It may not surprise you to learn I am no fan of one Don McLeroy. He is a young-Earth creationist, antiscience evangelist, and when he was head of the Texas Board of Education he tried to ram through all sorts of ridiculous education standards that would’ve set Texas schoolchildren back about 200 years.
My own rule of not being a dick makes it difficult for me to express myself clearly about Mr. McLeroy, but happily he does the work for me. He appeared on The Colbert Report, and quite ably demonstrates what kind of person he is. And Colbert is only too happy to comply:
|The Colbert Report||Mon – Thurs 11:30pm / 10:30c|
[You may need to refresh this page to get the video to load.]
I love how Colbert says he chooses his own reality; he is mocking McLeroy to his face and McLeroy doesn’t really see it. But then, there’s a lot of things McLeroy doesn’t see.
By the way, the movie clip shown is from a documentary called The Revisionairies, which is all about the damage McLeroy and his cadre did while he ran the BOE. I wrote about this when the directors set up a Kickstarter account to help fund it — which was successful, obviously. From the trailer the documentary seems to be an unflattering look, to be sure, but that’s because it tells the truth. The reviews so far look good, and I’m hoping to be able to watch the whole thing myself… if I can stomach it.
I’m glad McLeroy’s no longer running the Texas BOE… but then, after he left, Governor Rick Perry (remember him?) appointed another staunch creationist to that role (after trying to appoint two others). I like Texas — I’ve been there many times, and even lived there for a summer a while back — but honestly, you guys really need to rethink your choices for politicians.
Clearly, the whole world is watching.
Over the past few years a majority of members of the Texas State Board of Education have done pretty much everything they can to destroy accurate standards of learning for Texas school children. They’ve been sabotaging science, history, and social studies, and doing a pretty thorough job of it.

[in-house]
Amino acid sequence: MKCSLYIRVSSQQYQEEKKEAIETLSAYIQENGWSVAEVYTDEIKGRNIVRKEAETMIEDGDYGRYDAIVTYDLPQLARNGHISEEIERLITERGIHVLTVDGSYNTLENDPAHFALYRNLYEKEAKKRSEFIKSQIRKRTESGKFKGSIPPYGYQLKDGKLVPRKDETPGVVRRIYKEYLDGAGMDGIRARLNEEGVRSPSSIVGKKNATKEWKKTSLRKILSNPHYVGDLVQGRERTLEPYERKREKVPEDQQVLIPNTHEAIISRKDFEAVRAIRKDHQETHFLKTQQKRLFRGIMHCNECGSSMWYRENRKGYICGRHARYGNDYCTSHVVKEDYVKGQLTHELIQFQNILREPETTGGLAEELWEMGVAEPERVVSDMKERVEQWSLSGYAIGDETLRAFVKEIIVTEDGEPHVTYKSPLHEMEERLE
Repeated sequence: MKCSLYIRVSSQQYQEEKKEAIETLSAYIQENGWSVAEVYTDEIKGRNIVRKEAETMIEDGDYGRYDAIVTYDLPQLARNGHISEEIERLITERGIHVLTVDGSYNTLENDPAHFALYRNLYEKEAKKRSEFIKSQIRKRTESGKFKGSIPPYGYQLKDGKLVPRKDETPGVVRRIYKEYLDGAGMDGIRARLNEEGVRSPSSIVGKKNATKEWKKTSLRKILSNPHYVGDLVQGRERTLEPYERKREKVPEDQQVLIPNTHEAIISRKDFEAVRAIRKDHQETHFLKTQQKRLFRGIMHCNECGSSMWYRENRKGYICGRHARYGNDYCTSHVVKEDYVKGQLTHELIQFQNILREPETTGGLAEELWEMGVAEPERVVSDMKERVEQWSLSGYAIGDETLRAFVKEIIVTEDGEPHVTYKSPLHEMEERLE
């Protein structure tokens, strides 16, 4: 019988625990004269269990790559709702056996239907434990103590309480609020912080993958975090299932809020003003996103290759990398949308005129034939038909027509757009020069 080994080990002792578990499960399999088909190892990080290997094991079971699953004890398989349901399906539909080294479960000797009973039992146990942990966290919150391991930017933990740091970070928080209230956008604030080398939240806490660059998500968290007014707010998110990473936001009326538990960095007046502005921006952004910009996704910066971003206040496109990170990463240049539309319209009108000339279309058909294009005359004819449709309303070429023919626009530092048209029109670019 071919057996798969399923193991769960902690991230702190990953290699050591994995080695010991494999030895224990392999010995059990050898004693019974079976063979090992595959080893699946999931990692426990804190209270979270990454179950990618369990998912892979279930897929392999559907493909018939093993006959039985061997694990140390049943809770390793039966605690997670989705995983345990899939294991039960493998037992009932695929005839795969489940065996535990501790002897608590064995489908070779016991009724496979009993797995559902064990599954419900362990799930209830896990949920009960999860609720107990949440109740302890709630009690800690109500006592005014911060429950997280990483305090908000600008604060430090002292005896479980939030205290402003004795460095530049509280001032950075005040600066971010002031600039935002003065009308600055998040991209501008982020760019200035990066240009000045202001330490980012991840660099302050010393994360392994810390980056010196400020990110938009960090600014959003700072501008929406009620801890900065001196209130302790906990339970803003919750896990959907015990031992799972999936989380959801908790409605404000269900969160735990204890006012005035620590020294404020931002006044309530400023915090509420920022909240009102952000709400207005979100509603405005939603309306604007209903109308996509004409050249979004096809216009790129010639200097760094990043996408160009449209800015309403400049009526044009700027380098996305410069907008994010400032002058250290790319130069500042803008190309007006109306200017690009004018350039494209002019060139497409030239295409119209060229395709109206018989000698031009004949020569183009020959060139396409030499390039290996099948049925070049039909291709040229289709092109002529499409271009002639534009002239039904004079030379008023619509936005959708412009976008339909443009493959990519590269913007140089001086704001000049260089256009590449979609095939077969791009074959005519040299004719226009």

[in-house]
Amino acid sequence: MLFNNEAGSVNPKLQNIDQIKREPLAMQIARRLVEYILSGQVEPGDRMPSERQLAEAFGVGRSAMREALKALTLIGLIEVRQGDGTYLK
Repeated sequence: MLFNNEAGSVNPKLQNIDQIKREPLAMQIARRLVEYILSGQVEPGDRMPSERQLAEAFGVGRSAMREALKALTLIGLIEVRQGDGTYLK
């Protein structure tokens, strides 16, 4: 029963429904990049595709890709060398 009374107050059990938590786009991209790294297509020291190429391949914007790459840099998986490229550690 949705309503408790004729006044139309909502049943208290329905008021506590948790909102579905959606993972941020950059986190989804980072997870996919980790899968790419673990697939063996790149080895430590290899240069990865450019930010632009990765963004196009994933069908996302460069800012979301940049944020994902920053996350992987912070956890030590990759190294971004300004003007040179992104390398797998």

At the helm for most of that time was Don McLeroy, an avowed young-Earth creationist who has been tireless in trying to insert his own narrow view of the world into the Texas textbooks. And this is no local problem; the books Texas chooses can affect other states as well.
I was contacted by Vijay Dewan, who is working on a documentary about this. He and his team have 200 hours of footage, and they’re looking for funding to get a good editor for it. To do this, they’ve got a Kick Starter campaign set up to raise the money to complete the documentary. They’ve put together a trailer video which you can see on the Kick Starter site, and you can watch here:
I for one would very much like to see it completed. They don’t need a whole lot of money to get to their goal, either; they’re already 75% of the way to their target of $10,000. So please help spread the word, and maybe the educational disaster that McLeroy and the Texas BoE created can have a light shone on it so that it can be seen by people all across this country.
Let’s get this straight right off the bat: young-Earth creationism is wrong. It’s the wrongiest wrongness in the history of wrongitude. We know for rock-solid fact the Earth and the Universe are billions of years old, not thousands. Also, it’s illegal — unconstitutional, even — to teach creationism as anything other than myth in public schools, since it’s religion.
So you just know that reading an op-ed from Don McLeroy — an evangelistic creationist who was (was, thank heavens) the head of the Texas State Board of Education — trying to defend and spin the BoE’s insertion of religion and far-right rhetoric into the state standards is going to be head-explodey.
And it is.
Mind you, this is the one and the same Texas BoE that has been fighting teaching kids about evolution tooth and nail, which downplayed the Big Bang theory, which took Thomas Jefferson out of the standards, which praised Joseph McCarthy, which screwed up the state standards so massively California issued a warning that it would be looking at what Texas is doing to textbooks very carefully. The very same BoE that had the gall to pass a resolution condemning textbooks they perceived as pro-Muslim while ramming fundamentalist religion into those same textbooks.
Ah, memories. I wrote a synopsis on all the damage this BoE has done, if your brain can stand it.
So anyway, reading McLeroy’s apologetics in the op-ed is astounding. Before he even starts, the nonsense and spin begins; the headline is "McLeroy: The State Board of Education’s standards should make Texans proud". Yeah.
OK, here’s a fun sample of what McLeroy says:
[This is an update to my previous post, Texas conservatives screw history, so you should read that first to get your blood to a rapid boil before reading this.]
The Texas State Board of Education member Don McLeroy — creationist, antireality promoter, and stander-upper to experts — was interviewed on ABC TV’s Nightline program. Give this a listen, just in case you were thinking of cutting him a break… for whatever reasons I cannot fathom.
Yes, how magnanimous of the rich white men to allow women the vote, or to give the blacks equal rights!
[If the video doesn't load for you, go to the Nightline web page and click on Thursday's listing of Texas Textbook controversy, which should be up for a few more days.]
I have been active on Twitter today mocking the new textbook standards, and a handful of people have taken me to task thinking I was mocking all Texans. That’s ridiculous; I am clearly ridiculing the ten people on the Board who rammed this revisionist nonsense through… though you may feel free to expand that to the people who support them.